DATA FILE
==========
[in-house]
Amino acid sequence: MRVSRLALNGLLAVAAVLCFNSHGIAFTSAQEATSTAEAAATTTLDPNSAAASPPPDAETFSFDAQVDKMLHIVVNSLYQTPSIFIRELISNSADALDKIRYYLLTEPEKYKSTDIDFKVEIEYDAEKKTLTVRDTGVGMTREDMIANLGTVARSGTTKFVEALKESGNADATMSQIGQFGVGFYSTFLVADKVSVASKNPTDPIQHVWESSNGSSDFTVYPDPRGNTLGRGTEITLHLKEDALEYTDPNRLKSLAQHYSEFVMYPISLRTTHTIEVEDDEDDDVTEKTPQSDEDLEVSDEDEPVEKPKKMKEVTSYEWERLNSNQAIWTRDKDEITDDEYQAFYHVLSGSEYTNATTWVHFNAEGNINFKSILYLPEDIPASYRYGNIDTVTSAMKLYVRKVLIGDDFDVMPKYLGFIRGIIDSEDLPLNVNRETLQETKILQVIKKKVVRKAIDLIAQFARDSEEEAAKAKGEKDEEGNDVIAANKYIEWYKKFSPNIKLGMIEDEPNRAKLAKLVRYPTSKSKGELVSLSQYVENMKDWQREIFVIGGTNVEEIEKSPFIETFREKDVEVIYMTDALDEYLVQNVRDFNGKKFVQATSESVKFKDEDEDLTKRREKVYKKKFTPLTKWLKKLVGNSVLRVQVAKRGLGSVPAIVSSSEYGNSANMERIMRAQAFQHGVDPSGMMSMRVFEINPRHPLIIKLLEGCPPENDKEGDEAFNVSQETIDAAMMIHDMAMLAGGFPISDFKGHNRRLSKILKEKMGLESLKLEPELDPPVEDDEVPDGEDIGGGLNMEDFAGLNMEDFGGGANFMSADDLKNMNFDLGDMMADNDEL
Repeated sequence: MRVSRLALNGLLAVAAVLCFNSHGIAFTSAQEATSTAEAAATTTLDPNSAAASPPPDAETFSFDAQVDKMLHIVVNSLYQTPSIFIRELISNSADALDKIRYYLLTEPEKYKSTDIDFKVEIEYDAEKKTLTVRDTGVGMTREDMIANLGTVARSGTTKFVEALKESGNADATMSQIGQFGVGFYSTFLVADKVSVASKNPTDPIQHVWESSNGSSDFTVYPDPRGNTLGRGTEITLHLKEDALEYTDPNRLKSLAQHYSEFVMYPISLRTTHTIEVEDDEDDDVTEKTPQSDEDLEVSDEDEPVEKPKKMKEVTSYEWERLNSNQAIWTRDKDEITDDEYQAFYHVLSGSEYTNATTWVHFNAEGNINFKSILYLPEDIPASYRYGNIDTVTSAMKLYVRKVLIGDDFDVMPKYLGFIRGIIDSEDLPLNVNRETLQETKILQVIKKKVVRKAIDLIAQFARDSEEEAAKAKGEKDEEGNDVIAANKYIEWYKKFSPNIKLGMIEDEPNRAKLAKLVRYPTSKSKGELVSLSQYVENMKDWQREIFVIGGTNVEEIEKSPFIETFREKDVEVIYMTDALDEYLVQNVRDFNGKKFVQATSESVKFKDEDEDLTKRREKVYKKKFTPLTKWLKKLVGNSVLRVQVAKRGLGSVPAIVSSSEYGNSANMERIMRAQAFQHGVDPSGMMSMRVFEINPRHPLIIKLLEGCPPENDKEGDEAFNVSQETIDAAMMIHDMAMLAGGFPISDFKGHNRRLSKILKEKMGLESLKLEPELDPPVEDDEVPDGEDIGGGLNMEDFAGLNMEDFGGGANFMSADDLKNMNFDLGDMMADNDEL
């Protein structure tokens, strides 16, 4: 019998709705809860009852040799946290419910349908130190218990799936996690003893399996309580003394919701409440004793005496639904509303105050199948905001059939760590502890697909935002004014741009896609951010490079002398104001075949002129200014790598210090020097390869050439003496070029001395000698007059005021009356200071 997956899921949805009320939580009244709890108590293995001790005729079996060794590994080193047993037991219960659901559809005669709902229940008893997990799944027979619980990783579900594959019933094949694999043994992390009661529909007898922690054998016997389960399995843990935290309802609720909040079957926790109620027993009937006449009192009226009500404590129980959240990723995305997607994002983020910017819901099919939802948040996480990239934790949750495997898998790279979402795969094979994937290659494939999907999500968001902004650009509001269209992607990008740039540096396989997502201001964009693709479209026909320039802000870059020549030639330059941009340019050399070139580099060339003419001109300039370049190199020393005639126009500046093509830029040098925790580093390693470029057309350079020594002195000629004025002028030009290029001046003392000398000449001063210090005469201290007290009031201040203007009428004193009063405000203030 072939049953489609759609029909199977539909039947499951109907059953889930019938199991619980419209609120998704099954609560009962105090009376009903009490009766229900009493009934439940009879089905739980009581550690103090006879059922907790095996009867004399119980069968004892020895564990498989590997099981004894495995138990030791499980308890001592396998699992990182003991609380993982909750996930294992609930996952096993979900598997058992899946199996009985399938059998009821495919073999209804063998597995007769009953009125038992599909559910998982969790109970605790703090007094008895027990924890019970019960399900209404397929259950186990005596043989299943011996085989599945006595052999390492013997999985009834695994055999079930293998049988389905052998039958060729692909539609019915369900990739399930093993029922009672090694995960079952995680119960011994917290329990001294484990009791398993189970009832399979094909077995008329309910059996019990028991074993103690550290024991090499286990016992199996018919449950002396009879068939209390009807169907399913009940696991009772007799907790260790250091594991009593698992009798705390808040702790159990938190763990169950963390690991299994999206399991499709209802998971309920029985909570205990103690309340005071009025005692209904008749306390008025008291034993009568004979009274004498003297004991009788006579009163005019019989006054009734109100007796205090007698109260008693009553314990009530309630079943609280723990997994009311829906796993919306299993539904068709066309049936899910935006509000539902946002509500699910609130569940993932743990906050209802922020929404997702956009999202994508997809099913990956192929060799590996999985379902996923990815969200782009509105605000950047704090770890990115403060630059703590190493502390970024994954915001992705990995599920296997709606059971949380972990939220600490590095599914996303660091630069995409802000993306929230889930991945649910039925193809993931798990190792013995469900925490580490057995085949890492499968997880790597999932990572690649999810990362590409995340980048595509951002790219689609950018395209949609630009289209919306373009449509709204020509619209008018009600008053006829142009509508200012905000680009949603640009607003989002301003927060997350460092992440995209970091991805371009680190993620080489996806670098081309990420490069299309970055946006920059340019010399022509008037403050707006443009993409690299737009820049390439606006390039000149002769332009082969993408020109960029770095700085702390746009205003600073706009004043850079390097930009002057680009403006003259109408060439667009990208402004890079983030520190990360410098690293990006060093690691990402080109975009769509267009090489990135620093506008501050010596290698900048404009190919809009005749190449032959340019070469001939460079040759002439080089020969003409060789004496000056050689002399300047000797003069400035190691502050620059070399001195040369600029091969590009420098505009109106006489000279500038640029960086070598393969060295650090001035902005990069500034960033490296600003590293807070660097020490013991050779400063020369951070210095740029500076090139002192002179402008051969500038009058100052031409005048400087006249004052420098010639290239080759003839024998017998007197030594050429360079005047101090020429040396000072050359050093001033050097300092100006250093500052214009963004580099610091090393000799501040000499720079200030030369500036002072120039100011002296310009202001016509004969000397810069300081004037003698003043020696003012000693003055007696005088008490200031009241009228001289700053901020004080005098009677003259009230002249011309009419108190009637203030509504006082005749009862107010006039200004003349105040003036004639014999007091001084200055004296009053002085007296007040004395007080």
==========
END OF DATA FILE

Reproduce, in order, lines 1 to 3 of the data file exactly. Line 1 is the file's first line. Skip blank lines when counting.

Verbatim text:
[in-house]
Amino acid sequence: MRVSRLALNGLLAVAAVLCFNSHGIAFTSAQEATSTAEAAATTTLDPNSAAASPPPDAETFSFDAQVDKMLHIVVNSLYQTPSIFIRELISNSADALDKIRYYLLTEPEKYKSTDIDFKVEIEYDAEKKTLTVRDTGVGMTREDMIANLGTVARSGTTKFVEALKESGNADATMSQIGQFGVGFYSTFLVADKVSVASKNPTDPIQHVWESSNGSSDFTVYPDPRGNTLGRGTEITLHLKEDALEYTDPNRLKSLAQHYSEFVMYPISLRTTHTIEVEDDEDDDVTEKTPQSDEDLEVSDEDEPVEKPKKMKEVTSYEWERLNSNQAIWTRDKDEITDDEYQAFYHVLSGSEYTNATTWVHFNAEGNINFKSILYLPEDIPASYRYGNIDTVTSAMKLYVRKVLIGDDFDVMPKYLGFIRGIIDSEDLPLNVNRETLQETKILQVIKKKVVRKAIDLIAQFARDSEEEAAKAKGEKDEEGNDVIAANKYIEWYKKFSPNIKLGMIEDEPNRAKLAKLVRYPTSKSKGELVSLSQYVENMKDWQREIFVIGGTNVEEIEKSPFIETFREKDVEVIYMTDALDEYLVQNVRDFNGKKFVQATSESVKFKDEDEDLTKRREKVYKKKFTPLTKWLKKLVGNSVLRVQVAKRGLGSVPAIVSSSEYGNSANMERIMRAQAFQHGVDPSGMMSMRVFEINPRHPLIIKLLEGCPPENDKEGDEAFNVSQETIDAAMMIHDMAMLAGGFPISDFKGHNRRLSKILKEKMGLESLKLEPELDPPVEDDEVPDGEDIGGGLNMEDFAGLNMEDFGGGANFMSADDLKNMNFDLGDMMADNDEL
Repeated sequence: MRVSRLALNGLLAVAAVLCFNSHGIAFTSAQEATSTAEAAATTTLDPNSAAASPPPDAETFSFDAQVDKMLHIVVNSLYQTPSIFIRELISNSADALDKIRYYLLTEPEKYKSTDIDFKVEIEYDAEKKTLTVRDTGVGMTREDMIANLGTVARSGTTKFVEALKESGNADATMSQIGQFGVGFYSTFLVADKVSVASKNPTDPIQHVWESSNGSSDFTVYPDPRGNTLGRGTEITLHLKEDALEYTDPNRLKSLAQHYSEFVMYPISLRTTHTIEVEDDEDDDVTEKTPQSDEDLEVSDEDEPVEKPKKMKEVTSYEWERLNSNQAIWTRDKDEITDDEYQAFYHVLSGSEYTNATTWVHFNAEGNINFKSILYLPEDIPASYRYGNIDTVTSAMKLYVRKVLIGDDFDVMPKYLGFIRGIIDSEDLPLNVNRETLQETKILQVIKKKVVRKAIDLIAQFARDSEEEAAKAKGEKDEEGNDVIAANKYIEWYKKFSPNIKLGMIEDEPNRAKLAKLVRYPTSKSKGELVSLSQYVENMKDWQREIFVIGGTNVEEIEKSPFIETFREKDVEVIYMTDALDEYLVQNVRDFNGKKFVQATSESVKFKDEDEDLTKRREKVYKKKFTPLTKWLKKLVGNSVLRVQVAKRGLGSVPAIVSSSEYGNSANMERIMRAQAFQHGVDPSGMMSMRVFEINPRHPLIIKLLEGCPPENDKEGDEAFNVSQETIDAAMMIHDMAMLAGGFPISDFKGHNRRLSKILKEKMGLESLKLEPELDPPVEDDEVPDGEDIGGGLNMEDFAGLNMEDFGGGANFMSADDLKNMNFDLGDMMADNDEL